Click on a Planet Diary category for links to up-to-date information for further exploration or research.
Thousands of years ago, people began studying the movements of the planets and stars and wondered how our planet fit into the scheme of things. In modern times, we don't just watch the heavens. We explore them. With the help of high-powered space telescopes, space shuttles, orbiting space stations, and traveling space probes, we have learned about the far reaches of this galaxy and beyond. When astronomical events and human endeavors reveal new information about the universe, Planet Diary will cover them.
The gases surrounding our planet allow us to breathe, shield us from ultraviolet rays, and keep us warm. The atmosphere is the theater where dramatic weather events such as hurricanes and tornadoes take place. It's also where much of our pollution ends up. Human activities like burning fossil fuels and cutting down trees have increased greenhouse gases in the atmosphere to levels not seen in thousands of years. Planet Diary keeps a watchful eye on events that make pollution and global warming worse, and applauds efforts to make them better.
The biosphere is the ecosystem linking all other ecosystems on the planet. This layer includes millions of species of animals, plants, and microbes found in every nook and cranny of the land, oceans, and air. Microbes have been found 40 kilometers high in the atmosphere, more than 5 km beneath Earth's crust, and 10 km below the sea. The fate of all living things in the biosphere hangs on the actions of a single species, Homo sapiens. We humans. Planet Diary tracks the health of the biosphere and efforts to protect it.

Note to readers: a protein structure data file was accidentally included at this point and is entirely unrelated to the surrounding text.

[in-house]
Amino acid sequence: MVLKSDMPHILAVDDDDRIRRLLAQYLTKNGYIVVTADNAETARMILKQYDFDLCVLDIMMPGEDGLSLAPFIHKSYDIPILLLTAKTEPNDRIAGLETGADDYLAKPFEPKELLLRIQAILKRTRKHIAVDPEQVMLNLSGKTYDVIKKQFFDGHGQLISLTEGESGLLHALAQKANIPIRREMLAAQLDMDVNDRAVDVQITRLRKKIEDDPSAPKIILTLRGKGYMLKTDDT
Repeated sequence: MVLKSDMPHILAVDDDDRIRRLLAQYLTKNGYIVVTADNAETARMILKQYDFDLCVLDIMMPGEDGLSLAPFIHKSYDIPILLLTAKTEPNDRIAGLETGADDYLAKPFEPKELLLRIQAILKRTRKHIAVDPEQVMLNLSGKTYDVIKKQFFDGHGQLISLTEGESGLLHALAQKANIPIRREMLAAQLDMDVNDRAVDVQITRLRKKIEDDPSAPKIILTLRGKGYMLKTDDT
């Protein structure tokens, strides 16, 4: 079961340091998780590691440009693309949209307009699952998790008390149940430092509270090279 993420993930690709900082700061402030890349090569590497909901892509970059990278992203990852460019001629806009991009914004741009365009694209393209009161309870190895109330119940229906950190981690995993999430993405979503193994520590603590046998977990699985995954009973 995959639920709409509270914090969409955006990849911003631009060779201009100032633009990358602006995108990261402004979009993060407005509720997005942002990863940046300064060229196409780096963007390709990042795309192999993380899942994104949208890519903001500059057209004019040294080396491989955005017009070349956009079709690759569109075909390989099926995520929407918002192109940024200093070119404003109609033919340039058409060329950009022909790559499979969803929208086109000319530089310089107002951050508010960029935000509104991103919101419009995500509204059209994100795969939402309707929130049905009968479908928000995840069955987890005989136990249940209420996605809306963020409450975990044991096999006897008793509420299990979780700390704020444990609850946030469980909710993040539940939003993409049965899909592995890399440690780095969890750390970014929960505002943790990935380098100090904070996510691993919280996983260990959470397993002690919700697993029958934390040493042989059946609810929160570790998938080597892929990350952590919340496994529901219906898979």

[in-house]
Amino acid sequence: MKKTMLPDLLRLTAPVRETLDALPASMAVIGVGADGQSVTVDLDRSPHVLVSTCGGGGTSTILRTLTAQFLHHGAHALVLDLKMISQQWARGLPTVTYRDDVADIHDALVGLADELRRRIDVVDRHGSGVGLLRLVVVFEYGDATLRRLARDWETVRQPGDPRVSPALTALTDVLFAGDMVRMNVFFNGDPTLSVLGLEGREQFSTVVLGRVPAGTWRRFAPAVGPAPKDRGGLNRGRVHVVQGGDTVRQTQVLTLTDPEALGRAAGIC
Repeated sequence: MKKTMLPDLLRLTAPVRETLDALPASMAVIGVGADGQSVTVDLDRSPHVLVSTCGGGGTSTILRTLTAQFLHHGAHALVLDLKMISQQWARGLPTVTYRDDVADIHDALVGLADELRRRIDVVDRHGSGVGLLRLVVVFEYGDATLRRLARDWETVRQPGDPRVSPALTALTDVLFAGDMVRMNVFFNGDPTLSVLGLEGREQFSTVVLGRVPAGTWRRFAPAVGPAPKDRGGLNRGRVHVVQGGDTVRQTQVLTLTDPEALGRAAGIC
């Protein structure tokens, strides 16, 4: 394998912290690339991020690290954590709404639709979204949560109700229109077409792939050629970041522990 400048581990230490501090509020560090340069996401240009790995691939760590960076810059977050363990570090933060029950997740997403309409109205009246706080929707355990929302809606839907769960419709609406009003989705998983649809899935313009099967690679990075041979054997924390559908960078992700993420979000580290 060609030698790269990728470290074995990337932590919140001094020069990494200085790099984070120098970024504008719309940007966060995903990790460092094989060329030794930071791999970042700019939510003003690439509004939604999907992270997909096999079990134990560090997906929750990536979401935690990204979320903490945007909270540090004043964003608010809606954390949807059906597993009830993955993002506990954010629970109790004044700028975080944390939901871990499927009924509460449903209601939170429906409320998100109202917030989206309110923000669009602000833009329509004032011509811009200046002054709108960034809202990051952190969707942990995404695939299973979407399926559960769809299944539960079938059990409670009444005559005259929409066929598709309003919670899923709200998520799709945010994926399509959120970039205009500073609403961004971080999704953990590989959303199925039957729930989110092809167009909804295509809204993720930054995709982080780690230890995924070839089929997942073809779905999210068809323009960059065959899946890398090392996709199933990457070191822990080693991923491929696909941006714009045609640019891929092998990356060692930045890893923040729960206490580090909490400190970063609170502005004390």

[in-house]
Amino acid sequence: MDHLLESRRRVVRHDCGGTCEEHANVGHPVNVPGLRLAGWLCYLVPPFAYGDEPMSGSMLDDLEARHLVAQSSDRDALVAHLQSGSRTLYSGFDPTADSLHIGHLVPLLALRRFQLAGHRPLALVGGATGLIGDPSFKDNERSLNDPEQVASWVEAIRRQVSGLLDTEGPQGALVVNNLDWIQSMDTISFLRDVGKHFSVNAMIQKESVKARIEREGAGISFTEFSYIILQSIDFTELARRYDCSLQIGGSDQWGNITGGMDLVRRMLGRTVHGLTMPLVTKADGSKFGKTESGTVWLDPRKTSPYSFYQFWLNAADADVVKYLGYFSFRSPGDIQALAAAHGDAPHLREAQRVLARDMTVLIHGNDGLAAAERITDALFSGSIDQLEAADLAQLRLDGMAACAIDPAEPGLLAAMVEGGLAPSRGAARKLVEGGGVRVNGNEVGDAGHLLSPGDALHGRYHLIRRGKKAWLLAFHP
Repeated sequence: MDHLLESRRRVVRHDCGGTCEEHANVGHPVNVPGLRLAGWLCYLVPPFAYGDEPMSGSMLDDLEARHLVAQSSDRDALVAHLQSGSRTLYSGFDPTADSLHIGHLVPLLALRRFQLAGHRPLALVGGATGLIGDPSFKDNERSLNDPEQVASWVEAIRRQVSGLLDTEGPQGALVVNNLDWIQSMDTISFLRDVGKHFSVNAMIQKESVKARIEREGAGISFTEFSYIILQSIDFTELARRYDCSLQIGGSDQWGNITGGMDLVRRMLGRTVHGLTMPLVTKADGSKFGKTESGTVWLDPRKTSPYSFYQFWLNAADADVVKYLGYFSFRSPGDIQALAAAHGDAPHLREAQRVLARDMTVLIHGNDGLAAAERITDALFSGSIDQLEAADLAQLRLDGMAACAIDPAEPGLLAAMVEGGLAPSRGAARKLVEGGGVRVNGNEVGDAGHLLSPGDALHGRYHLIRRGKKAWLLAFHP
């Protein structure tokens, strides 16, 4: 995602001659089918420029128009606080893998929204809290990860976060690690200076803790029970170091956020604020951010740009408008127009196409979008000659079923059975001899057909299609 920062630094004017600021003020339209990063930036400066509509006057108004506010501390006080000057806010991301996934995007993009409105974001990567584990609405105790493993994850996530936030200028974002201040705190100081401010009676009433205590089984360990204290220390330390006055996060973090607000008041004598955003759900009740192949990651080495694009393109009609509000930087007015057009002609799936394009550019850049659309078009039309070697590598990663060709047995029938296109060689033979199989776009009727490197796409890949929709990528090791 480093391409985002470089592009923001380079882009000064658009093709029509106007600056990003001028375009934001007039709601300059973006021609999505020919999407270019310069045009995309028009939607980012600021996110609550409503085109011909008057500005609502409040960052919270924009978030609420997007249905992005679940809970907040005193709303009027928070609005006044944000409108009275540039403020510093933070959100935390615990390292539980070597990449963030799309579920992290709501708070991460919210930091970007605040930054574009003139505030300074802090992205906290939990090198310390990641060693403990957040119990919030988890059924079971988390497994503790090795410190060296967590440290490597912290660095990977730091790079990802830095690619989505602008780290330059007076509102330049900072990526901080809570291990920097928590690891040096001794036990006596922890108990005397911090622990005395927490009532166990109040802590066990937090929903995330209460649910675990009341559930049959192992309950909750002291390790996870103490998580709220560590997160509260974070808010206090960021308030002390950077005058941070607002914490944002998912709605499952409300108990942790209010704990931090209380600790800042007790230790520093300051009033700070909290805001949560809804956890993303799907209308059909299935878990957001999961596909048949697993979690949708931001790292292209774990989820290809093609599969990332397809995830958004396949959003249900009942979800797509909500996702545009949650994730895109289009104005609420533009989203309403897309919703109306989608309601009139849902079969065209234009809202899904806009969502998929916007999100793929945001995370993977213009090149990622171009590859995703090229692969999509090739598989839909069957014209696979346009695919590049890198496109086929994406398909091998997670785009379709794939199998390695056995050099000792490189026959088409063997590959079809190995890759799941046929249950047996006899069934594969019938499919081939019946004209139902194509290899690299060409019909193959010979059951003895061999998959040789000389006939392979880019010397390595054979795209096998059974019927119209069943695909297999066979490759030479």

Water covers three-fourths of the surface of our "Blue Marble." The water cycle keeps it moving from the air to the ground and back again. Too much water coming down too soon can trigger floods, while not enough of it for too long brings drought. while most of the hydrosphere's water is found in the oceans, it's also in lakes, rivers, streams, aquifers, and even puddles and cracks in rocks. Wherever its found, much of our precious "liquid gold" has been polluted by runoff from cities, farms, and factories. Planet Diary chronicles the battle to restore our oceans and waterways to good health.
The planet's layer known as the geosphere is made up of the rock in its crust. Tectonic forces inside Earth build mountains and keep rocks changing form in the rock cycle. While the surface of the geosphere is sculpted slowly over millions of years by wind and water, volcanoes can suddenly belch out new rock in fiery streams of lava. Earthquakes rearrange rock layers in violent bursts. Planet Diary tracks these changes in Earth's rocky skin.
The word cryosphere comes from the Greek word cryos meaning "cold" or "ice." It includes the part of the planet's surface covered in snow or ice, including glaciers, ice caps, ice sheets, and sea ice. These days, much of the planet's cryosphere has come under threat from rising temperatures. Planet Diary tracks this global meltdown and reports on efforts to slow it down.